The cost of good intentions
There has been a marked tendency by the government of late to jump in with changes in policy when a high profile issue emerges. There seems to be a presumption in some cases that it’s better to take some sort of action than do nothing at all – witness the recent proposed policies aimed at the P problem, fatal taxi attacks, drink-driving, and the potential loss of the Rally of New Zealand among other perceived problems.
On the surface an action-orientated government is appealing. No one likes seeing the tragic consequences of drug addiction, murdered taxi drivers, crashes due to drunk drivers, and rally fans deprived of events. It would be nice to think that a well-meaning government could put things right.
However, just because a government measure directly addresses a perceived problem or benefits a particular group doesn’t mean that it is necessarily a good idea for society as a whole. Government actions almost always have hidden social costs and unintended consequences that also need to be considered when deciding whether a particular course of action is a good idea.
If a government is spending additional money to fix a perceived problem taxes will be higher than they otherwise would be. People will spend, save, and work differently as a result of the taxes that fund government actions. Some transactions that people would get benefits from with a lower level of taxes will not happen. There will, therefore, be real effects on all taxpayers. Economists refer to this as the deadweight cost of taxes. Alastair Thomas of the Inland Revenue Department estimates that for New Zealand the direct deadweight cost is about $1.02 for every extra dollar of tax revenue raised1. This means that for government policies funded through increased taxes to have a net benefit to society, their benefit must be greater than $2.02 for every dollar of revenue required.
Some would say the deadweight costs are negligible for many government initiatives with relatively small fiscal costs as they have minute consequences for taxes. It is true that for most people the difference in tax rates would be inconsequential. However, there will likely be at least some people at the margin for whom even small differences in tax rates could, for example, affect their decisions to work extra hours, take out loans, save more, or buy certain food items each week. And although one government action in isolation may have small effects on the overall economy, many actions across a range of fronts can add up to having significant consequences overall.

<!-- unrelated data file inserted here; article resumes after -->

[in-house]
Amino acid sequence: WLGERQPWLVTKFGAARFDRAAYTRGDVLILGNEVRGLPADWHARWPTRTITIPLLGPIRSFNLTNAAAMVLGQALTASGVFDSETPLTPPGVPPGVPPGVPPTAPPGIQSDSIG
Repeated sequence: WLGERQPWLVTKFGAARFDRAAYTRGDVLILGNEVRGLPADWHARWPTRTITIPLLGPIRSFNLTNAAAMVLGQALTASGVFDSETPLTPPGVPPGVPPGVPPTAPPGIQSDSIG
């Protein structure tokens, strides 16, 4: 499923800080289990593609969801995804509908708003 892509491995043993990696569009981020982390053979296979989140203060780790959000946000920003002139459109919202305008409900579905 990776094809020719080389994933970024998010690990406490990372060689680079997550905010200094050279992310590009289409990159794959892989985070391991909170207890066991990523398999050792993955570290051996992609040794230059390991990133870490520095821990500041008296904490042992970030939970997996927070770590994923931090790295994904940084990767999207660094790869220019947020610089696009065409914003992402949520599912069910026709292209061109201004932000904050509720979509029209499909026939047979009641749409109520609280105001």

Even when a government isn’t committing public funds to fix a problem, say through new regulations, there will still be a cost associated with the action. It may become more costly for people to do something from which they get personal benefit. For example, people now have to pay substantially more for the legitimate use of codeine-based pain relief as a result of Government measures to restrict its supply through pharmacies. If tougher security standards are imposed on the taxi industry passengers will pay higher fares.
Often the biggest consequences of government actions are the side-effects on behaviour. People generally respond to the incentives put in front of them. Raising the cost of doing something through regulation may cause people to switch to an alternative activity that is equally bad or worse. For example, new controls on P may lead to greater use of other harmful substances where the controls are not quite so stringent. Higher taxi fares as a result of tougher security measures in the industry may encourage more people to use unregulated services, or walk in situations when it may be safer to use a taxi. A more stringent blood alcohol limit may have very little effect in stopping the hard core drink drivers that cause the vast majority of alcohol-related crashes, while inconveniencing low-risk moderate drinkers at the margin of the alcohol limit.
Government actions favouring a particular group or sector may set up expectations that the government will similarly favour other groups or sectors. This could cause other groups to put more time and effort into lobbying the government for special favours at the expense of more productive uses of their resources. By favouring a particular group or sector it becomes difficult for governments to remove the regulation or assistance, even when it is clearly no longer working, without losing political favour.
The government has a legitimate role in preventing or mitigating some of the tragic or undesirable things that happen in New Zealand. But every time the government considers action it should ask itself whether it can really fix the problem without creating problems in other areas? And how much would taxpayers be willing to pay to fix a problem if they knew the full social costs and consequences of the solution?
Unpublished paper, Inland Revenue Department, April 2007 – available from the Tax Working Group website